display.details.right<span><h5>Access Restrictions</h5>At the time of archiving, the student author of this thesis opted to temporarily restrict access to it. The full text of this thesis became available to the public after the expiration of the embargo on 2019-05-23.<br><br><h5>Abstract</h5>Acute myeloid leukemia (AML) is a heterogeneous disease characterized by the accumulation of immature nonfunctional highly proliferative hematopoietic cells in the blood, due to a blockage in myeloid differentiation at various stages. Since the success of the differentiation agent, All-trans retinoic acid (ATRA), in the treatment of acute promyelocytic leukemia (APL), much effort has gone into trying to find agents that are able to differentiate AML cells and specifically the leukemic stem cell (LSC). CD44 is a cell surface receptor that is over-expressed on AML cells. When bound to anti-CD44 monoclonal antibodies (mAbs), this differentiation block is relieved in AML cells and their proliferation is reduced. The molecular mechanisms that AML cells undergo to achieve this reversal of their apparent phenotype is not fully understood. To this end, we designed a study using quantitative phosphoproteomics approaches aimed at identifying differences in phosphorylation found on proteins involved in signaling pathways post-treatment with CD44-mAbs. The Rho family of GTPases emerged as one of the most transformed pathways following the treatment with CD44-mAbs. The P21 activated kinase 2(PAK2), a target of the Rho family of GTPases, was found to be differentially phosphorylated in AML cells post-treatment with CD44-mAbs. This protein has been found to possess a role similar to that of a switch that determines whether the cell survives or undergoes apoptosis. Beyond confirming these results by various biochemical approaches, our study aimed to determine the effect of knock down of PAK2 on AML cell proliferation and differentiation. In addition, over-expression of PAK2 mutants using plasmid cloning was also explored to fully understand how levels of PAK2 as well as the alteration of specific phospohorylation sites could alter AML cell responses to CD44-mAbs. Results from this study will be important in determining whether PAK2 could be used as a potential therapeutic target for AML once its levels are altered.<br><br><h5>Citation</h5>Aldehaiman, M. M. (2018). Unveiling the role of PAK2 in CD44 mediated inhibition of proliferation, differentiation and apoptosis in AML cells. KAUST Research Repository. https://doi.org/10.25781/KAUST-1QR9T<br><br><h5>DOI</h5><a href="https://doi.org/10.25781/KAUST-1QR9T">10.25781/KAUST-1QR9T</a></span>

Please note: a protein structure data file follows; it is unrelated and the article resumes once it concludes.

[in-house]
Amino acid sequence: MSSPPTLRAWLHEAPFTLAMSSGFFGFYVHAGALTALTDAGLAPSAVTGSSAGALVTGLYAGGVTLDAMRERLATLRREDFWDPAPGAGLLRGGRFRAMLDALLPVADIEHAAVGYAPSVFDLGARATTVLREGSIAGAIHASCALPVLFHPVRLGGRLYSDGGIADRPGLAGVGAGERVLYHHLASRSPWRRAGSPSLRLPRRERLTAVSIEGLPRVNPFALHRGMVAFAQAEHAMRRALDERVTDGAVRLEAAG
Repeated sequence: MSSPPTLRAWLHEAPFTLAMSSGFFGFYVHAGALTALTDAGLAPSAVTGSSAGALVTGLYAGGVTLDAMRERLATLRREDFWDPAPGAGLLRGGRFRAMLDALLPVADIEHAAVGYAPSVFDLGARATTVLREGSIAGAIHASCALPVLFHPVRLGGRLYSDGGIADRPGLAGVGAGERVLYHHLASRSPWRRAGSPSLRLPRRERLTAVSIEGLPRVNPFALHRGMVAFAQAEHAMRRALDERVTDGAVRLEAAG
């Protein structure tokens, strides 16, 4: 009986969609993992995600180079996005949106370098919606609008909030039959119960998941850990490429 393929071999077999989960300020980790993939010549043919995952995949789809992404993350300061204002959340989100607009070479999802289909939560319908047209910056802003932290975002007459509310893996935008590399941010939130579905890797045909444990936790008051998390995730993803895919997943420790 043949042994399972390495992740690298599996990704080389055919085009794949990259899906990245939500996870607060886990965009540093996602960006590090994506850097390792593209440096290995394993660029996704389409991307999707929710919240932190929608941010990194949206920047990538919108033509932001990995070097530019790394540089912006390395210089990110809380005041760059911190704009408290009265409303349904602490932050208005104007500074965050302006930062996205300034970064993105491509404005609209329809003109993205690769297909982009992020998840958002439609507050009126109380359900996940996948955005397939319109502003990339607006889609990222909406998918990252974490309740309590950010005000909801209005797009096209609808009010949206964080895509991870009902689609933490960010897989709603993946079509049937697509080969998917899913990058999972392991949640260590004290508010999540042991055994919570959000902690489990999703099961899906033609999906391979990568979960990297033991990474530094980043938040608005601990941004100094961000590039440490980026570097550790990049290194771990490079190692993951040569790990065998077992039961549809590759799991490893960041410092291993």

orcid.id0000-0001-5278-0668
orcid.id0000-0002-0616-6365
orcid.id0000-0002-7276-2907
orcid.id0000-0001-7481-9666
refterms.dateFOA2019-05-23T00:00:00Z
thesis.degree.disciplineBioscience
thesis.degree.grantorKing Abdullah University of Science and Technology
thesis.degree.nameMaster of Science